Acceptability and proof of concept of internet-delivered treatment for depression, anxiety, and stress in university students: protocol for an open feasibility trial
Hofmann, Stefan G.
Palmieri, Patrick A.
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Citation (published version)Patricia Frazier, Derek Richards, Jacqueline Mooney, Stefan G Hofmann, Deborah Beidel, Patrick A Palmieri, Christopher Bonner. 2016. "Acceptability and proof of concept of internet-delivered treatment for depression, anxiety, and stress in university students: protocol for an open feasibility trial.." Pilot Feasibility Stud, Volume 2:28.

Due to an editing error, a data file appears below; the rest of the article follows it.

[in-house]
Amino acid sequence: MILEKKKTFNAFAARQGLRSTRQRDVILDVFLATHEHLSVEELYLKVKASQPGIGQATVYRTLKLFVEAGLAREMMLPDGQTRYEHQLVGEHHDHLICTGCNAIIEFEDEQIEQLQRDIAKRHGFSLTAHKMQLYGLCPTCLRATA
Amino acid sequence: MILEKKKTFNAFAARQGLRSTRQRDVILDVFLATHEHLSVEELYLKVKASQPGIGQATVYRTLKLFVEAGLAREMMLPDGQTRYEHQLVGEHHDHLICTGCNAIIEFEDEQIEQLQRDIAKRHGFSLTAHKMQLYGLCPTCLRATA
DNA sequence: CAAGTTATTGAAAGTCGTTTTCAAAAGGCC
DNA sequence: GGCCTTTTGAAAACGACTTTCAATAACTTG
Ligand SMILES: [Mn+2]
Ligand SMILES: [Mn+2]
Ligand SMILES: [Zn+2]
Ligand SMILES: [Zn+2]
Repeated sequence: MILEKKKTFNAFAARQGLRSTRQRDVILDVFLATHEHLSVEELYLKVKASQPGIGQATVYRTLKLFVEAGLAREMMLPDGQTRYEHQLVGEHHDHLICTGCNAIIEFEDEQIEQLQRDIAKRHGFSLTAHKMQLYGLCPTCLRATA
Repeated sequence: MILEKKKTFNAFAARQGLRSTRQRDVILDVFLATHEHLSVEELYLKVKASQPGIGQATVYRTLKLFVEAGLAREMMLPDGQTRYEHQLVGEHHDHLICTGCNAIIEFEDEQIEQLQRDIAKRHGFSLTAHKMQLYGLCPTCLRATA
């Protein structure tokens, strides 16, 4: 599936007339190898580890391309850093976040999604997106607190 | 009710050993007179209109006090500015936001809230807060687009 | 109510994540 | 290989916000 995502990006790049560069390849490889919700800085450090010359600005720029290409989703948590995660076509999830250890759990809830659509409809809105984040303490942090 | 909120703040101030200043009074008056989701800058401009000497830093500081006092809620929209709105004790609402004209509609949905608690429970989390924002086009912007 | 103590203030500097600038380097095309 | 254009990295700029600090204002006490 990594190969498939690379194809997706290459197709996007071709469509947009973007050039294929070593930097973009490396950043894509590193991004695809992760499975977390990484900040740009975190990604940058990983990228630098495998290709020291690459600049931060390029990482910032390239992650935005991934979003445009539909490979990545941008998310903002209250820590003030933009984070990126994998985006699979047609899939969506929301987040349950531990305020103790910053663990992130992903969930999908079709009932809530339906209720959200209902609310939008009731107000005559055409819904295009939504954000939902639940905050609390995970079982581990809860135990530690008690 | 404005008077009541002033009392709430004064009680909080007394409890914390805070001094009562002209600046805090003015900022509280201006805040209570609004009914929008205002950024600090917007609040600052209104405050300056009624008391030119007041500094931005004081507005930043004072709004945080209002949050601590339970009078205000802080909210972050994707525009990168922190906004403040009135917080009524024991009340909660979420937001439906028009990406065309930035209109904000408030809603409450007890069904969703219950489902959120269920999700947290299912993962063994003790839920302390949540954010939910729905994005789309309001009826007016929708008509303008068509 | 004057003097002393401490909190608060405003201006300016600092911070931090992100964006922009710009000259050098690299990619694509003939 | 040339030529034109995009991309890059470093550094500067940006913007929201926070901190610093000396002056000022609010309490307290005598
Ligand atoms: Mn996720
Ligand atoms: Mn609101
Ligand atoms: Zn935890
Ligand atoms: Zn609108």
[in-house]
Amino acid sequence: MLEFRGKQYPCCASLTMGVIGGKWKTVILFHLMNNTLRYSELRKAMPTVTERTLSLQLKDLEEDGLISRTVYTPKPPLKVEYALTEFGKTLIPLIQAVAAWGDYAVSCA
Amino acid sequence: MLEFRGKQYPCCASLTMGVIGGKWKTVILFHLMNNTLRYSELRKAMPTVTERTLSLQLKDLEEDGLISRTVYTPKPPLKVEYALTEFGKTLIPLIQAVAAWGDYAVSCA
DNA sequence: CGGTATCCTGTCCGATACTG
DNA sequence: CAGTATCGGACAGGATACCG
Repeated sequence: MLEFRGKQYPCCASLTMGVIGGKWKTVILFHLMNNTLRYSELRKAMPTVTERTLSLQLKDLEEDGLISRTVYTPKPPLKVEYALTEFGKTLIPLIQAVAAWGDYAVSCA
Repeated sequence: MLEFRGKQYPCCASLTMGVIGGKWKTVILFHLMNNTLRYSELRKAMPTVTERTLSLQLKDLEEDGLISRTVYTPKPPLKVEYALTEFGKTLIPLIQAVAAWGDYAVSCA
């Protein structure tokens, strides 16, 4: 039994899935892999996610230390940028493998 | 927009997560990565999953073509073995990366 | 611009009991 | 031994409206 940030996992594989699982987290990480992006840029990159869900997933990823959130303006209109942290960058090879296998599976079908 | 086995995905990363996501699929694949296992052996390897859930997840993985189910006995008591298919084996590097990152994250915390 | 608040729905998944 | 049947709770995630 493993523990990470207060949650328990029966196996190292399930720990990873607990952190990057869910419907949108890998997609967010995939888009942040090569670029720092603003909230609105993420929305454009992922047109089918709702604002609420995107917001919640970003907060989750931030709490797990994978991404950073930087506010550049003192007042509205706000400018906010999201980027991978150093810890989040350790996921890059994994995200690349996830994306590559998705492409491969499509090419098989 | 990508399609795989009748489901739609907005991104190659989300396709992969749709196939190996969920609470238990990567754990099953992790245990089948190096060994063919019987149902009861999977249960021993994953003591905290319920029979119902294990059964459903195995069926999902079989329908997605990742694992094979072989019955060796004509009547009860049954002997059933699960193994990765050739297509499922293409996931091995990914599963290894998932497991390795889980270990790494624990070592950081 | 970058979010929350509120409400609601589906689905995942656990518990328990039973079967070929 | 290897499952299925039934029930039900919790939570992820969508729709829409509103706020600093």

BACKGROUND: In recent years, university counseling and mental health services have reported an increase in the number of clients seeking services and in yearly visits. This trend has been observed at many universities, indicating that behavioral and mental health issues pose significant problems for many college students. The aim of this study is to assess the acceptability and proof of concept of internet-delivered treatment for depression, anxiety, and stress for university students. METHODS/DESIGN: The study is an open feasibility trial of the SilverCloud programs for depression (Space from Depression), anxiety (Space from Anxiety), and stress (Space from Stress). All three are 8-module internet-delivered CBT (iCBT) intervention programs. Participants are assigned a supporter who provides weekly feedback on progress and exercises. Participants will complete the Patient Health Questionnaire-9 (PHQ-9), Generalized Anxiety Disorder-7 (GAD-7), and stress subscale of the Depression, Anxiety, Stress Scale-21 (DASS-21) as the outcome measures for the depression, anxiety, and stress interventions, respectively. Other outcomes include measures of acceptability of, and satisfaction, with the intervention. Data will be collected at baseline, 8 weeks and 3-month follow-up. DISCUSSION: It is anticipated that the study will inform the researchers and service personnel of the programs' potential to reduce depression, anxiety, and stress in a student population as well as the protocols to be employed in a future trial. In addition, it will provide insight into students' engagement with the programs, their user experience, and their satisfaction with the online delivery format.
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